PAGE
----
One of the mysteries of the English language finally explained.
(of a man) unreflective and physically well built or strong, in a way perceived as typically male.‘he was just a big, boofy bloke with a wide, cocksure grin’
- ‘The big boofy boys just weren't sure what they were supposed to do in relation to having a living male fantasy right before them.’
- ‘She also loves her footy, and especially spending "time with the family in front of the tele, watching big, boofy blokes run around smacking into each other".’
- ‘But first, and it might seem a little strange, but yoga has found its way into the boofy world of AFL football.’
- ‘In a last-ditch effort to avoid a lifetime of medication, his psychiatrist prescribes sport: not just any sport, but the boofy, collar-bone-busting game of rugby league.’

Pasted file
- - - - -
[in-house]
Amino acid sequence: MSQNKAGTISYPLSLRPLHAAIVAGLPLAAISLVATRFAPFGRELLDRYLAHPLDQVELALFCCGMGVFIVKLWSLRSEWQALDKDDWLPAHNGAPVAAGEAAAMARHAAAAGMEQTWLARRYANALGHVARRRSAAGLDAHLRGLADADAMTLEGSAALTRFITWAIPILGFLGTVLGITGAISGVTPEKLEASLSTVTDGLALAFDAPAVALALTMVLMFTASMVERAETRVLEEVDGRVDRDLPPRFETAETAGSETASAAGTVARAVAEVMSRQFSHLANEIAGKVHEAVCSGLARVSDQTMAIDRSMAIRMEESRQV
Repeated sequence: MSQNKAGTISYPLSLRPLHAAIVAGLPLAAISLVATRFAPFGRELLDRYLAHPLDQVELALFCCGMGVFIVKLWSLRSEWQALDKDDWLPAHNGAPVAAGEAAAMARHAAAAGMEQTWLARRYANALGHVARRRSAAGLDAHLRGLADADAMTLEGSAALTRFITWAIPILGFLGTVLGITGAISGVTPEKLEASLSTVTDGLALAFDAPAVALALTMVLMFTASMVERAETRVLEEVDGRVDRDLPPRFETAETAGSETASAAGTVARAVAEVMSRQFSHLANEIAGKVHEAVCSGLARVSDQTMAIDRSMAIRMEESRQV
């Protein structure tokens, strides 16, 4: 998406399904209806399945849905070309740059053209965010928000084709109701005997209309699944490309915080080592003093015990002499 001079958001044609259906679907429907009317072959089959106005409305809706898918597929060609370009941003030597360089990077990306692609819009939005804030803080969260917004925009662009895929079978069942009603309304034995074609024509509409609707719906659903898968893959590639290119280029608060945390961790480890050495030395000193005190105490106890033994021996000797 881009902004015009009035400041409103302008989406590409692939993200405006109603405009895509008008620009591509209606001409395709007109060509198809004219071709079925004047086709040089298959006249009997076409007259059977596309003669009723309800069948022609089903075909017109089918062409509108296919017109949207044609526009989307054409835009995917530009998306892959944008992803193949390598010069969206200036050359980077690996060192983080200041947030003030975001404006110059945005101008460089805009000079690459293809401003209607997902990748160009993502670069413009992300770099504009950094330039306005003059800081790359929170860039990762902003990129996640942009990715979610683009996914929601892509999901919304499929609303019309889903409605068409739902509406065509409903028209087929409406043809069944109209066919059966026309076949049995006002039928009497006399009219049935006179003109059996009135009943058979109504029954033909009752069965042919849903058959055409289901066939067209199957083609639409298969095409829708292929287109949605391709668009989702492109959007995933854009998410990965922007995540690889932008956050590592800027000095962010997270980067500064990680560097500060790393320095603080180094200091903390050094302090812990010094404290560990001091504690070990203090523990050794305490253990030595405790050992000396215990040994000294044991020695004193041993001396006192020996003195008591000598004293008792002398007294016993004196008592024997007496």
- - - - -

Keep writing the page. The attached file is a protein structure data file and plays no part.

- ‘The thread from these commentators was that a big boofy bloke, let alone a former political leader, couldn't chuck it in.’
- ‘He was a 'boofy bloke,' a larrikin who liked a drink and a smoke, and was always in and out of hot water on the sheila front.’
- ‘If six boofy blokes from the NSW construction industry can generate an inspirational initiative like this Pact, then the challenge is on for all unions.’
- ‘About ten years ago I was working at Metro Screen and this big boofy bloke came in and wanted someone to cut his show reel.’
- ‘The problem was that I was a bit boofy, you know. I'm sort of blokey and I like to spend the weekends in front of the telly watching the footy.’
1970s: from boofhead + -y.
- Australian spelling of bouffy
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